– Psalm 48:9 (Introit for Candlemas)
Candlemas is a principal feast of Christ in the church year, taking precedent over any Sunday that might fall on the same day. The custom of lighting candles for Christ, the Light of the world, dates at least back to Egeria, a fourth-century pilgrim whose famed travel diary documented the celebration in Jerusalem. The title “Candlemas” appears to be a later addition to an older title, “The Meeting,” which indicated the fulfillment of the Old Testament reading, Malachi 3:1-4, “The Lord, whom ye seek, will suddenly come to His temple” (v. 1). The gospel lesson for the day, St. Luke 2:22-32, which includes the presentation of Jesus in the Temple and Simeon’s canticle, the Nunc Dimittis.
The text of Cantata 83 (the number is neither liturgical nor chronological) is by an anonymous librettist and incorporates images and echoes of the appointed liturgical texts of the day, along with a few quotes from Simeon’s canticle and one stanza of a Luther hymn. As you survey the English translation below, you will see that it begins with the transition from the Old Covenant to the New Testament, as befits the Gospel for the day. As with any good sermon, however, the poet eventually places the good news of Christ into the ears and hearts of the modern hearer, especially when and if the congregation joins in the familiar hymn stanza in movement 5.
The scoring of the cantata is for alto, tenor, and bass soloists, a four-part choir for the final movement, and a small orchestra of strings, woodwinds, two horns, and continuo. Since this is a cantata for solo voices, regular readers of “Lifted Voice” will immediately notice that there is no opening chorus, leaving most of the work to the three soloists, with the addition of the soprano line (sung by the boys of St. Thomas, perhaps?) for the final chorale. The transparent textures and individual vocal lines paint a vivid and expressive musical picture as you journey from the old temple to the new and greater Temple, Christ Himself, who is present for you in the new Jerusalem.
So grab a cup of coffee, follow the translation and commentary below, and behold the One who has suddenly come to His temple.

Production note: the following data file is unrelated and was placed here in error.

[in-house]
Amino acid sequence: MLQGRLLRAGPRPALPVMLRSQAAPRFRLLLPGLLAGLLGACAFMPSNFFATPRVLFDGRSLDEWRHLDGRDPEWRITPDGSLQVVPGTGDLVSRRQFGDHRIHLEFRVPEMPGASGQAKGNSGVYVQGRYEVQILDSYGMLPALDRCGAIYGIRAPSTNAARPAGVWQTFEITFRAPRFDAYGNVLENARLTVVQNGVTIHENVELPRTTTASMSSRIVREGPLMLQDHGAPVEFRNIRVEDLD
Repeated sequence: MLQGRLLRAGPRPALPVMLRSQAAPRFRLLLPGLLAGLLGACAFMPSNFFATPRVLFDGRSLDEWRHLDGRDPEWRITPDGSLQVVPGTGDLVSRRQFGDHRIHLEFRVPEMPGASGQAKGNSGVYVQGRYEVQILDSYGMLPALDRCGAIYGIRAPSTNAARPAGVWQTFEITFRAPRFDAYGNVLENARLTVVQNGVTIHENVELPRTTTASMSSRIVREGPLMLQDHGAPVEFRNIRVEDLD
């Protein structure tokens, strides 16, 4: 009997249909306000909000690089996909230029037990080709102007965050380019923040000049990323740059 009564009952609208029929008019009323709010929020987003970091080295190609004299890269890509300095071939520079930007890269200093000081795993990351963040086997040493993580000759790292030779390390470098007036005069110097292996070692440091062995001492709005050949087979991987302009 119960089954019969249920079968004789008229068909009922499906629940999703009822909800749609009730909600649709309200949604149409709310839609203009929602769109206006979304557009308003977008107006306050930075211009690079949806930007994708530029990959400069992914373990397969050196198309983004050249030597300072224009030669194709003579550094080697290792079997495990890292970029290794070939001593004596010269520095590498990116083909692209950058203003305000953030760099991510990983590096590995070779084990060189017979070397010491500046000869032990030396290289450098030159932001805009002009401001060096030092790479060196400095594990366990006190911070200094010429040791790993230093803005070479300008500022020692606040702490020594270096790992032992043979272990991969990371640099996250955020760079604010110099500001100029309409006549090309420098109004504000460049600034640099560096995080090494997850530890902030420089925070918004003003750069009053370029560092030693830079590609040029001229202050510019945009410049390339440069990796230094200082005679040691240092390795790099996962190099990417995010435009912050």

O joyful time of the new covenant,
when our faith keeps hold of Jesus.
How gladly do we order, in our last hour,
will our resting-place, our grave.
Lord, now let Your servant depart in peace according to Your Word. – St. Luke 2:29
What seem frightful from our human point of view
is for us an entrance into life.
Death is an end of this time and its woe,
a pledge, that the Lord has given to us
as a sign that his intentions are kindly
and that after the struggle has ended
he will bring us peace.
And since our Savior now
is the comfort to our eyes, refreshment to our heart
there is no wonder that a heart forgets its fear of death!
The heart can joyfully proclaim:
For my eyes have seen Your salvation, which you have prepared for all people. – St. Luke 2:30-31
Make haste, heart, full of joy
to walk before the throne of grace.
You will consolation receive
and be granted mercy.
Yes, in sorrowful times
be strong in spirit, vigorous in prayer.
Yes, even though your faith is aware there is much darkness yet,
your Savior can dissolve shadows of doubt.
Yes, when the grave’s night
makes the last hour frightful,
you will still be certain
to recognize his bright light in death itself.
Of lands benighted;
By Him are they who dwell in night
Fed and lighted.
He is Israel’s Praise and Bliss,
Their Joy, Reward, and Glory – The Lutheran Hymnal 137.4
The header quote that I have selected for this Candlemas column is from the older Introit or entrance Psalm for Candlemas:
We have thought of Thy lovingkindness, O God, in the midst of Thy temple: according to Thy name, O God, so also is Thy praise, unto the ends of the earth: Thy right hand is full of righteousness. Great is the Lord, and greatly to be praised: in the city of our God, in the mountain of His holiness. – The Lutheran Hymnal, p. 76
O joyful time in the new covenant as the mystery of salvation unfolds! The same gifts given to old Simeon are now delivered to you this Candlemas as you hold Christ, the new Temple, in your hand in the Blessed Sacrament of the new Jerusalem. You hasten to His throne of grace, where He hears your prayers according to His lovingkindness. The candles for the liturgy of Candlemas remind you of Christ, whose light shines in the darkness. And you are ready, with Simeon and all the faithful, one day to depart this world in peace and to praise God in the choir of the heavenly Jerusalem.